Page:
Lindsay Whitfield (firstname.lastname@example.org) is a Project Senior Researcher at the Danish Institute for International Studies, Copenhagen, Denmark. She wishes to thank Emmanuel Akwetey and Kwesi Jonah for useful discussions on the 2008 elections, and Abdul-Gafaru Abdulai for comments on earlier drafts of the article. She also thanks the two anonymous reviewers for their constructive comments on an early draft, from which the final version has greatly benefited. This article is based on several periods of fieldwork, including one during the pre-election period.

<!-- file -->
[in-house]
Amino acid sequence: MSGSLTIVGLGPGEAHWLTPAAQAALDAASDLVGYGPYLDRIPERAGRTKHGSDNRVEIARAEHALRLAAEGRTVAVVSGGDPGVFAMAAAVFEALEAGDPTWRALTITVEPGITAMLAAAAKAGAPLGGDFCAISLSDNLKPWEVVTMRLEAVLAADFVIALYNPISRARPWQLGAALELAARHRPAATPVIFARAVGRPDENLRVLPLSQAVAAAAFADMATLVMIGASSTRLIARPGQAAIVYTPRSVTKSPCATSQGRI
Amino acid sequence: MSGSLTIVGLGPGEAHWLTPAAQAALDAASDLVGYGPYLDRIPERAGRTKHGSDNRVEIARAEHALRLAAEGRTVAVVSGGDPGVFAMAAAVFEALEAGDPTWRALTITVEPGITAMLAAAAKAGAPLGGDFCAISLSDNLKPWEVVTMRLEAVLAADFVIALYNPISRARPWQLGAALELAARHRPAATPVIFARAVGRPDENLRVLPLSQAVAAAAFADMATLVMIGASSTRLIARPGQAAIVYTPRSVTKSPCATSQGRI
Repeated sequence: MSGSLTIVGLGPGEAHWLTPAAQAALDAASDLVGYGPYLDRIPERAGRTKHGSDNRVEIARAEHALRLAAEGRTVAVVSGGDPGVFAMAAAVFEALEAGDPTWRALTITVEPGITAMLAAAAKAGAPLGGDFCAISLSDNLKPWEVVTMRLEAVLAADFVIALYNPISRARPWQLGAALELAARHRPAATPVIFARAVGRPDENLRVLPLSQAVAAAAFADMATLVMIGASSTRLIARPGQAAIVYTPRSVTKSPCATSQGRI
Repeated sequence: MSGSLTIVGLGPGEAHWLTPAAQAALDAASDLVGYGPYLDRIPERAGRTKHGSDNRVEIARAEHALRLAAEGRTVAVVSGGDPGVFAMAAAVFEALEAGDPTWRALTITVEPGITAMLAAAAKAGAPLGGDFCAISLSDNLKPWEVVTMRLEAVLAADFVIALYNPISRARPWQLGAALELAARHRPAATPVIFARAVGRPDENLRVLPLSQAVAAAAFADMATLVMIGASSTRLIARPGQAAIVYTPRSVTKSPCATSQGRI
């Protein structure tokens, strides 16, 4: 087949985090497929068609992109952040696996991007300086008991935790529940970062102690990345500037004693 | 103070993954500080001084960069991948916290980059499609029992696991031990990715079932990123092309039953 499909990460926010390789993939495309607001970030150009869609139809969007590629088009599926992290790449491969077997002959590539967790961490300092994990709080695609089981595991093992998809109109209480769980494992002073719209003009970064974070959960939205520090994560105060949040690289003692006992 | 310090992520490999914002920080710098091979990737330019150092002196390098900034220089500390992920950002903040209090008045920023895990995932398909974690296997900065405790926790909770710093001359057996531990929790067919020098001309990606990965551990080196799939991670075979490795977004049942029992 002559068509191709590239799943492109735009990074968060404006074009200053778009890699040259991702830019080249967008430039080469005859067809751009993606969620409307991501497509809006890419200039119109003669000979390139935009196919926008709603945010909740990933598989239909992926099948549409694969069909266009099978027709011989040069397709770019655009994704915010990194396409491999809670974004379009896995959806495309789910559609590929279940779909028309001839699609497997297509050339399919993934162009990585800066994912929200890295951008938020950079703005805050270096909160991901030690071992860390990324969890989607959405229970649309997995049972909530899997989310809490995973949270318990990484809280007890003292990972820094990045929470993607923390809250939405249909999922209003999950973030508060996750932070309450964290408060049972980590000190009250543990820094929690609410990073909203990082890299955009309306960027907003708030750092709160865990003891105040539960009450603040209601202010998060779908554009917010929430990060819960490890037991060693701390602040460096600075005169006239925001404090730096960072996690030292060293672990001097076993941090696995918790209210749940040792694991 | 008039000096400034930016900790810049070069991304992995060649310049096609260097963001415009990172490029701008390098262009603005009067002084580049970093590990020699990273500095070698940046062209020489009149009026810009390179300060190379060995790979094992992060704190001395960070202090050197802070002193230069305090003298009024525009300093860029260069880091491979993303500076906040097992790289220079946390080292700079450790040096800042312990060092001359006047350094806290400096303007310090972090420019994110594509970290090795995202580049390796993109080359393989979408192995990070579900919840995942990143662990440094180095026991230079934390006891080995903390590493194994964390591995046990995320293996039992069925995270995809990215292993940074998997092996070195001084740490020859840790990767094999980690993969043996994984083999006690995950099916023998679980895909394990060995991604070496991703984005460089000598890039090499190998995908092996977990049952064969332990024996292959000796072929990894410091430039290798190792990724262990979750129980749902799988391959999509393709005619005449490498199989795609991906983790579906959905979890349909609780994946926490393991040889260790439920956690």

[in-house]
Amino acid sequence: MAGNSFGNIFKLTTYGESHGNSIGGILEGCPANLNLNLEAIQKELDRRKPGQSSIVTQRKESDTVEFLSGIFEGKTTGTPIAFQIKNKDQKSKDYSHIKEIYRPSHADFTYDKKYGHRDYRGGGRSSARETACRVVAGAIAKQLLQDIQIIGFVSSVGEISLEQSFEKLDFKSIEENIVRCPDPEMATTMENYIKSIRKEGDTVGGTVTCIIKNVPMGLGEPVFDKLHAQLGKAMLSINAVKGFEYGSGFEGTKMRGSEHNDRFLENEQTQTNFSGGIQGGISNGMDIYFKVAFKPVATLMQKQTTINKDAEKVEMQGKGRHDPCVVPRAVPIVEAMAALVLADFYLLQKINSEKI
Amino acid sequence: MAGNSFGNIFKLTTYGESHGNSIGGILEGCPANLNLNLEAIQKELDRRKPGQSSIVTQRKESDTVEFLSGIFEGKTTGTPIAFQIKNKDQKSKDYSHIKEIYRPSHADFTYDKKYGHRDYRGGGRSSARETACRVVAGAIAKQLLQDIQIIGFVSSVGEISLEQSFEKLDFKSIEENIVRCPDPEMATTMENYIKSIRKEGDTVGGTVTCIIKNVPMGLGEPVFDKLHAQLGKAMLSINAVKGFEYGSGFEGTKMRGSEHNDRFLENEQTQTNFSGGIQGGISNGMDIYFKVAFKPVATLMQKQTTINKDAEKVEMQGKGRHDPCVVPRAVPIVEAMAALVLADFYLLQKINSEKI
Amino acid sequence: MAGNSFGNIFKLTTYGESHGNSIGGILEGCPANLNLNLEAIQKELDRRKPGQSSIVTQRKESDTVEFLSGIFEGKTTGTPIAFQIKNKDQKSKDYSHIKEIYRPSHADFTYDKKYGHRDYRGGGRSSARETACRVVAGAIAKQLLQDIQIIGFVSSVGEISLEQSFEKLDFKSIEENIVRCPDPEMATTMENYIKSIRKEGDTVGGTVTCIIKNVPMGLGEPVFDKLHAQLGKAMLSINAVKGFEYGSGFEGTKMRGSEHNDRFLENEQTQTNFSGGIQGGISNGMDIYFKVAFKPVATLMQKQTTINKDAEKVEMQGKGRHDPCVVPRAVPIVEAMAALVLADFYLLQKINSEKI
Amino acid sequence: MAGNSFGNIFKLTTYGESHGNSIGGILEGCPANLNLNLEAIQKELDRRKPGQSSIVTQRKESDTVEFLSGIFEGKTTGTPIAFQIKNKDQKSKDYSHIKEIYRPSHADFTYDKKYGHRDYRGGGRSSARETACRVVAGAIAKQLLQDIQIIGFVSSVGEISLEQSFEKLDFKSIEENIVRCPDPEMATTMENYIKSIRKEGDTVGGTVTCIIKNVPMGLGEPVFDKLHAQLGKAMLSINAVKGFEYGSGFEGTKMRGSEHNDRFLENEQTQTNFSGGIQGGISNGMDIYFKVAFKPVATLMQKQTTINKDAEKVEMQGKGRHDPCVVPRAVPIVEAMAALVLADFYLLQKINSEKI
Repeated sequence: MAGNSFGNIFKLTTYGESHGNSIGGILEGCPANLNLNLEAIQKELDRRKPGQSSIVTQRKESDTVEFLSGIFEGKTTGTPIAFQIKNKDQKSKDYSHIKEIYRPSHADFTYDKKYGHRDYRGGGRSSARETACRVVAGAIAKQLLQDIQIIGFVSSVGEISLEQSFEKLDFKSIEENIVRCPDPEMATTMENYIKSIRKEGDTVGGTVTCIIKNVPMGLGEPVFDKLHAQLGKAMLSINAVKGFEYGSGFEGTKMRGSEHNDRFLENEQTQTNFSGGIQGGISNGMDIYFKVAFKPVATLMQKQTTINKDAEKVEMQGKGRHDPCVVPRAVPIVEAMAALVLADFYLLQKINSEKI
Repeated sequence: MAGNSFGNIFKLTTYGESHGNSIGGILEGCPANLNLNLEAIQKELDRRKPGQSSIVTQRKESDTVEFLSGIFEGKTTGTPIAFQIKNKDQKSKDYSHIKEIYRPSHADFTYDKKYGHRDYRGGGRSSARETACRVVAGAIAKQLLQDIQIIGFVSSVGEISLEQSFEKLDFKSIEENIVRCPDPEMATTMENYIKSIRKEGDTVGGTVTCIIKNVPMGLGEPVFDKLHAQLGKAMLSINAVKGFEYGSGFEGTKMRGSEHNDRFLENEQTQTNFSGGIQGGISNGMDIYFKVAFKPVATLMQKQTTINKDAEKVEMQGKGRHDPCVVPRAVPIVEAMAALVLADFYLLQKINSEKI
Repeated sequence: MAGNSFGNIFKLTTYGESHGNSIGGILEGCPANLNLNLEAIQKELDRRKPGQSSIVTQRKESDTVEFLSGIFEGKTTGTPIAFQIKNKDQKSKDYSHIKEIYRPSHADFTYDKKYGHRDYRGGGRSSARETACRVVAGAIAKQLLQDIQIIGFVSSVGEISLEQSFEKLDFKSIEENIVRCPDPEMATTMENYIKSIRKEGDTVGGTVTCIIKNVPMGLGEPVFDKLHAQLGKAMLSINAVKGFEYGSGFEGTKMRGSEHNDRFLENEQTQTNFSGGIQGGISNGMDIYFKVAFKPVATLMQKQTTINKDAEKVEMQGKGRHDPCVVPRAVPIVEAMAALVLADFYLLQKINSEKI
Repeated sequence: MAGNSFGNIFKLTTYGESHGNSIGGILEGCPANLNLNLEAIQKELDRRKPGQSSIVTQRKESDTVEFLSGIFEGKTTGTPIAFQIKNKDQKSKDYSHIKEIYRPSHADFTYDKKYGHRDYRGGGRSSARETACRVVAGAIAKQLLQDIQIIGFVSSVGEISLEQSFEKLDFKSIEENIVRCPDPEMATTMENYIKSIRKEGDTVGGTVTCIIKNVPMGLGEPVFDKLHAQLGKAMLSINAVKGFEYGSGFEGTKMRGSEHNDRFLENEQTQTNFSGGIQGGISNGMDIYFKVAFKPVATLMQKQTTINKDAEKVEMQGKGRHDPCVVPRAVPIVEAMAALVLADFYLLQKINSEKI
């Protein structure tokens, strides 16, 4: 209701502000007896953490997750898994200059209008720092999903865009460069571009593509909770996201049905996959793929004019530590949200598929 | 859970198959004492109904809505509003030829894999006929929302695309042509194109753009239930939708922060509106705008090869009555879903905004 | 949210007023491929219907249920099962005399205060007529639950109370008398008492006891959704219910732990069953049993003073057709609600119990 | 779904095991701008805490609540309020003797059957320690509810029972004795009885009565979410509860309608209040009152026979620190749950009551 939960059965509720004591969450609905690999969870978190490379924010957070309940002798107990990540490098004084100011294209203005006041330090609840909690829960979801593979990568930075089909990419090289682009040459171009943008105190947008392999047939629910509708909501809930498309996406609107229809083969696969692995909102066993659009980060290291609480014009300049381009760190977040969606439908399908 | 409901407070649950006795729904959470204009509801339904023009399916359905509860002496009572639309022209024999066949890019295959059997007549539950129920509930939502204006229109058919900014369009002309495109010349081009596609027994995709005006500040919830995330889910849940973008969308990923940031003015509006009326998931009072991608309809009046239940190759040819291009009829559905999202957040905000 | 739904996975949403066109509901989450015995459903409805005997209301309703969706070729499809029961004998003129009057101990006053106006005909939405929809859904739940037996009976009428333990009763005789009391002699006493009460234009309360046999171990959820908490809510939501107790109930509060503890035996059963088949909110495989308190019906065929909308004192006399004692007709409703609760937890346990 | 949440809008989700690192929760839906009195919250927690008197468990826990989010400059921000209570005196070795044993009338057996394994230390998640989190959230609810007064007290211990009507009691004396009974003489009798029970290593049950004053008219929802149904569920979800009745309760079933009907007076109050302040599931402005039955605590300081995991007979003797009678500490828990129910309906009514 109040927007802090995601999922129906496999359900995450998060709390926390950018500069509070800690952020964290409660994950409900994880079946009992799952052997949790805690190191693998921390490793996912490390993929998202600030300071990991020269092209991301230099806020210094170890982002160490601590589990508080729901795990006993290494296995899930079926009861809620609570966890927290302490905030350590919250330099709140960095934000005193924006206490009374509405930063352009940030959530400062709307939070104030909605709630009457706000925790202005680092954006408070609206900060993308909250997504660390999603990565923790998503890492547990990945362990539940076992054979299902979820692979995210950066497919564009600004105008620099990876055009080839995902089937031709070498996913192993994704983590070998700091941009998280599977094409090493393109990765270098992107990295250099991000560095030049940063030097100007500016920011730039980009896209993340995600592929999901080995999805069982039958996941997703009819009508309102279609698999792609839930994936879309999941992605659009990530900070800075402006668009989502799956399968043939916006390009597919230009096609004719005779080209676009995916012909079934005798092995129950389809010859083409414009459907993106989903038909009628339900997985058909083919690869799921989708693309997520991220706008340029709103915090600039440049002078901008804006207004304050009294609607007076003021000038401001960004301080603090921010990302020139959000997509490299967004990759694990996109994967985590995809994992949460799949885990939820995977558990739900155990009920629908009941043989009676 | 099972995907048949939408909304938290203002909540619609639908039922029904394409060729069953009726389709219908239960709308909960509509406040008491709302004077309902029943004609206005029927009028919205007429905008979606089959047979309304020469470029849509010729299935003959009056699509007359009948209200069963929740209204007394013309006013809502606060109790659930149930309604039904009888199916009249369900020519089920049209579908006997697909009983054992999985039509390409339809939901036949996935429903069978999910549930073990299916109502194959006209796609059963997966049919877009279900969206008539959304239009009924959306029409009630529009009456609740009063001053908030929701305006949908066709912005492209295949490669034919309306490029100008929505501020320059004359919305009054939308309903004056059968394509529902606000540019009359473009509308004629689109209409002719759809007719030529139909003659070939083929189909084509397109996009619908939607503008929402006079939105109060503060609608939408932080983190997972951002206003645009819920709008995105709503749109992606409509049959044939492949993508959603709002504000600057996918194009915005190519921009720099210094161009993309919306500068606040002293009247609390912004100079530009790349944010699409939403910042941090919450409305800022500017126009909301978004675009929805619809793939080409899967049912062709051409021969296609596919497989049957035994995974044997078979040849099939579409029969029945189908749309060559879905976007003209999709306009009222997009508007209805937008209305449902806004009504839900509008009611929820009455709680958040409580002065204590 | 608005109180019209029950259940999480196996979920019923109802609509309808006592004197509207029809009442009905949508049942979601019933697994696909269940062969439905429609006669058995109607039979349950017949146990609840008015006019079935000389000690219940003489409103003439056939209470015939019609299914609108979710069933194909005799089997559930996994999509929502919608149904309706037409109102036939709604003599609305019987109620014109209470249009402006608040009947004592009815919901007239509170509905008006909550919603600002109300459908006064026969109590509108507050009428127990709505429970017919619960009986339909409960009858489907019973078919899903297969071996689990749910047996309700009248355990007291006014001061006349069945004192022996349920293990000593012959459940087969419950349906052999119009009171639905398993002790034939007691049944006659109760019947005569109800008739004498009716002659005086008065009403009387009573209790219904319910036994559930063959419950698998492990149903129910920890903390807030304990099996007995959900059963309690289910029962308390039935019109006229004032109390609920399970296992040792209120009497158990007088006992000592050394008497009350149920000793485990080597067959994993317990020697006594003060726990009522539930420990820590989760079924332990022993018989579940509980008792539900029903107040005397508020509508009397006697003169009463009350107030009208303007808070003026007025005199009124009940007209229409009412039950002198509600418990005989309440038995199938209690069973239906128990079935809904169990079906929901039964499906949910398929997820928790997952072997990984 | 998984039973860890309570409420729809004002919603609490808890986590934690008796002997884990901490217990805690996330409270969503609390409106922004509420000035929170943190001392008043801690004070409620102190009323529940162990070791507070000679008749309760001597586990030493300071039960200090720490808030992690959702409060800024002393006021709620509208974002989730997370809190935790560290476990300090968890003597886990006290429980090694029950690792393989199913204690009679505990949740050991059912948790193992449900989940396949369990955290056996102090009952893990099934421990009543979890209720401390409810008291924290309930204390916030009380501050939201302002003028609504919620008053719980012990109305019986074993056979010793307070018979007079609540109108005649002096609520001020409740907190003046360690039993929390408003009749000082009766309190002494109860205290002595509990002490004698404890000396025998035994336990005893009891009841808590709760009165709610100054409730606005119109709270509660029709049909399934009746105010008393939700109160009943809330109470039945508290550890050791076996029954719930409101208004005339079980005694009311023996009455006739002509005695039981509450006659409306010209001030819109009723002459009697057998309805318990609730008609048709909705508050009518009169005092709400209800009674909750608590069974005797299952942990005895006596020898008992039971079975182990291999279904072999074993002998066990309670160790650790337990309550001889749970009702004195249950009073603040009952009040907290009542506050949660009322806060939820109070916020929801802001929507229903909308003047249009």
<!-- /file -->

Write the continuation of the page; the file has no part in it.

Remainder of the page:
This article analyses the process and outcomes of Ghana's 2008 elections, which saw the National Democratic Congress replace the New Patriotic Party and thus an alternation of ruling party for the second time since (re)democratization in the early 1990s. It argues that Ghana's democratic political system survived the closeness and intensity of the 2008 elections because it has developed stabilizing characteristics: an independent Electoral Commission and transparent electoral processes, integration of the political elite alongside the creation of norms and institutions structuring elite behaviour, and the institutionalization of political parties. The closely competitive elections are the result of a two-party system where voters and political elites are mobilized around two political traditions. These political traditions provide ideological images, founding mythologies and political styles for the parties. Thus, Ghana is different from several African countries where parties split or form around leaders, who bring their popular support base with them. It is also different in that elections are not dominated by ethnic politicization, because the two main parties in Ghana have a strong political support base in most regions and party identification is based on cross-cutting social cleavages of which ethnicity forms only one part.